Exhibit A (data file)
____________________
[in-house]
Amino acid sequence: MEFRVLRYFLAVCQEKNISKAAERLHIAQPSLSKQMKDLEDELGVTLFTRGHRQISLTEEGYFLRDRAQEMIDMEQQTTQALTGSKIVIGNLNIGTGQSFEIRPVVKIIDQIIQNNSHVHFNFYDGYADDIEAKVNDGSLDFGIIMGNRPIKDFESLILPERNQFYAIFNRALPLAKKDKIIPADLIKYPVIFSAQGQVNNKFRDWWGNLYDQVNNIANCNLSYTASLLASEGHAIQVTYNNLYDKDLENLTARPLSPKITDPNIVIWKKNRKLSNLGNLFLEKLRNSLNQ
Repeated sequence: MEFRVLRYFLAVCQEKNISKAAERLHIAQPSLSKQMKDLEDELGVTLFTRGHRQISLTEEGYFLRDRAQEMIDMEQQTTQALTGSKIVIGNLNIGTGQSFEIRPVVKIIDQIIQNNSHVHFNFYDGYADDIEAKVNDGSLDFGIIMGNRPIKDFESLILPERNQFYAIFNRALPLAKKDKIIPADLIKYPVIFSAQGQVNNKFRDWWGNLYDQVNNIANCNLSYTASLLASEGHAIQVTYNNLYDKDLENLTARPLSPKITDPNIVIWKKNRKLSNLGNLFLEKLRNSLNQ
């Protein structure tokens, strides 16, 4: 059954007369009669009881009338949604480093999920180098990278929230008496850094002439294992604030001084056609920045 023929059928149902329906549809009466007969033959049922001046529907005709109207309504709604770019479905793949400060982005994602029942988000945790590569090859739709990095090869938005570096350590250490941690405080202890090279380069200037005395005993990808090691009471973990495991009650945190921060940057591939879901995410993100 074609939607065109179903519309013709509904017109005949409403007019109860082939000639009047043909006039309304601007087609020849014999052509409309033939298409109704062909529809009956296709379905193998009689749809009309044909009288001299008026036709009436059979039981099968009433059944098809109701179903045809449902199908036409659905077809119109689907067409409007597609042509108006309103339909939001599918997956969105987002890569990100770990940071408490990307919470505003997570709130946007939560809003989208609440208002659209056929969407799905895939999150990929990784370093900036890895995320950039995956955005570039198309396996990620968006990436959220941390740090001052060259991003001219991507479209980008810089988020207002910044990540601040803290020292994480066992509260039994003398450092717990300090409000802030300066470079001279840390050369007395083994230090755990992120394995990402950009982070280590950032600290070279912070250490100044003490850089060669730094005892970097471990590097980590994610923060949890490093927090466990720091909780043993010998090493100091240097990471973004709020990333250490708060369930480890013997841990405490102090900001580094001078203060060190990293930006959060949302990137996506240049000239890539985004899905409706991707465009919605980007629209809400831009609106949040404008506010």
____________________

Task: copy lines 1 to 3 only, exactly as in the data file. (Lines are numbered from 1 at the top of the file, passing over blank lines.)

[in-house]
Amino acid sequence: MEFRVLRYFLAVCQEKNISKAAERLHIAQPSLSKQMKDLEDELGVTLFTRGHRQISLTEEGYFLRDRAQEMIDMEQQTTQALTGSKIVIGNLNIGTGQSFEIRPVVKIIDQIIQNNSHVHFNFYDGYADDIEAKVNDGSLDFGIIMGNRPIKDFESLILPERNQFYAIFNRALPLAKKDKIIPADLIKYPVIFSAQGQVNNKFRDWWGNLYDQVNNIANCNLSYTASLLASEGHAIQVTYNNLYDKDLENLTARPLSPKITDPNIVIWKKNRKLSNLGNLFLEKLRNSLNQ
Repeated sequence: MEFRVLRYFLAVCQEKNISKAAERLHIAQPSLSKQMKDLEDELGVTLFTRGHRQISLTEEGYFLRDRAQEMIDMEQQTTQALTGSKIVIGNLNIGTGQSFEIRPVVKIIDQIIQNNSHVHFNFYDGYADDIEAKVNDGSLDFGIIMGNRPIKDFESLILPERNQFYAIFNRALPLAKKDKIIPADLIKYPVIFSAQGQVNNKFRDWWGNLYDQVNNIANCNLSYTASLLASEGHAIQVTYNNLYDKDLENLTARPLSPKITDPNIVIWKKNRKLSNLGNLFLEKLRNSLNQ